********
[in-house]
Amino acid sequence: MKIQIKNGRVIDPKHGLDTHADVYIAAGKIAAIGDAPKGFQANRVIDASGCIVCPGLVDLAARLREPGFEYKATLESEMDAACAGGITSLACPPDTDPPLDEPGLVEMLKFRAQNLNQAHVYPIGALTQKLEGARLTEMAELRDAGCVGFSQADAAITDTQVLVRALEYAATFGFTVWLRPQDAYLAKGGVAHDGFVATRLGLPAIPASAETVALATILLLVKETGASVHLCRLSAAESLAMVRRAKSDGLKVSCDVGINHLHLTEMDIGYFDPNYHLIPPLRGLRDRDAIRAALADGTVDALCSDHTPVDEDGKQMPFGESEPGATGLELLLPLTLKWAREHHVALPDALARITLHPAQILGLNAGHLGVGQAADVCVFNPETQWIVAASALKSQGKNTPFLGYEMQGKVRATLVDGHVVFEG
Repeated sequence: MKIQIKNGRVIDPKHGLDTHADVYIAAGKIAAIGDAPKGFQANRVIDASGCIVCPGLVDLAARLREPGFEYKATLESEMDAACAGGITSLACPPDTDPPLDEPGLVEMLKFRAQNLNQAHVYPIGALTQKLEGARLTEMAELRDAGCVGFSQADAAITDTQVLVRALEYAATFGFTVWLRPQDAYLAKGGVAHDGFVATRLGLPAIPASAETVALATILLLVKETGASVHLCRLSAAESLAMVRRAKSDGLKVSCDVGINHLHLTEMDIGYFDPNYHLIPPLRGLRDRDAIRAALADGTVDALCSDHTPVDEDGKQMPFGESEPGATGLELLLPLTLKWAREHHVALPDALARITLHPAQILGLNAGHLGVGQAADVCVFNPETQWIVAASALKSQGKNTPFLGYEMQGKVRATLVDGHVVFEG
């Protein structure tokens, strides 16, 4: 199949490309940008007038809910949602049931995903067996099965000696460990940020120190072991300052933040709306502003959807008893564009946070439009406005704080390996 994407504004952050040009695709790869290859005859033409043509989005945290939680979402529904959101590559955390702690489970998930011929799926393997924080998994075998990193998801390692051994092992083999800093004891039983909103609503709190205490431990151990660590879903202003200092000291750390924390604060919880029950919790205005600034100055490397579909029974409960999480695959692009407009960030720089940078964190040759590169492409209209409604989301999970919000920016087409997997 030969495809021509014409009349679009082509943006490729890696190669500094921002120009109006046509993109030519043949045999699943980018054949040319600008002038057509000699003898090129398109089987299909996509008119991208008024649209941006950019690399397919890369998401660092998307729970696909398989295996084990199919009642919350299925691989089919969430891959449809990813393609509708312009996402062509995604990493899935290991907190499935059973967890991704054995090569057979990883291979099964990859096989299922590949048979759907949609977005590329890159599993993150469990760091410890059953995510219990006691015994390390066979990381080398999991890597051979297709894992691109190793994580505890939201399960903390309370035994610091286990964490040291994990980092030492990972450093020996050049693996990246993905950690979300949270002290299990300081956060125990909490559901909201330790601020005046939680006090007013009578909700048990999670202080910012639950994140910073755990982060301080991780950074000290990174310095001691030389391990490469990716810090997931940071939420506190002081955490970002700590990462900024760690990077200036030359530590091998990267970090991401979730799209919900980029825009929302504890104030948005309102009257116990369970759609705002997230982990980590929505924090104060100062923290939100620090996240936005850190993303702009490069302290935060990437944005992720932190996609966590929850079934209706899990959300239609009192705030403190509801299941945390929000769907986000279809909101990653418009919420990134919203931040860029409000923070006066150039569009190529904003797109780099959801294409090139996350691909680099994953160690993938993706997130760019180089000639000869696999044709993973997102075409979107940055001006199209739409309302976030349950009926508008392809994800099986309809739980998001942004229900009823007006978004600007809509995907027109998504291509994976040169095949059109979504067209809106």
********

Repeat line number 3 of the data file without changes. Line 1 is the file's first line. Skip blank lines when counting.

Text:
Repeated sequence: MKIQIKNGRVIDPKHGLDTHADVYIAAGKIAAIGDAPKGFQANRVIDASGCIVCPGLVDLAARLREPGFEYKATLESEMDAACAGGITSLACPPDTDPPLDEPGLVEMLKFRAQNLNQAHVYPIGALTQKLEGARLTEMAELRDAGCVGFSQADAAITDTQVLVRALEYAATFGFTVWLRPQDAYLAKGGVAHDGFVATRLGLPAIPASAETVALATILLLVKETGASVHLCRLSAAESLAMVRRAKSDGLKVSCDVGINHLHLTEMDIGYFDPNYHLIPPLRGLRDRDAIRAALADGTVDALCSDHTPVDEDGKQMPFGESEPGATGLELLLPLTLKWAREHHVALPDALARITLHPAQILGLNAGHLGVGQAADVCVFNPETQWIVAASALKSQGKNTPFLGYEMQGKVRATLVDGHVVFEG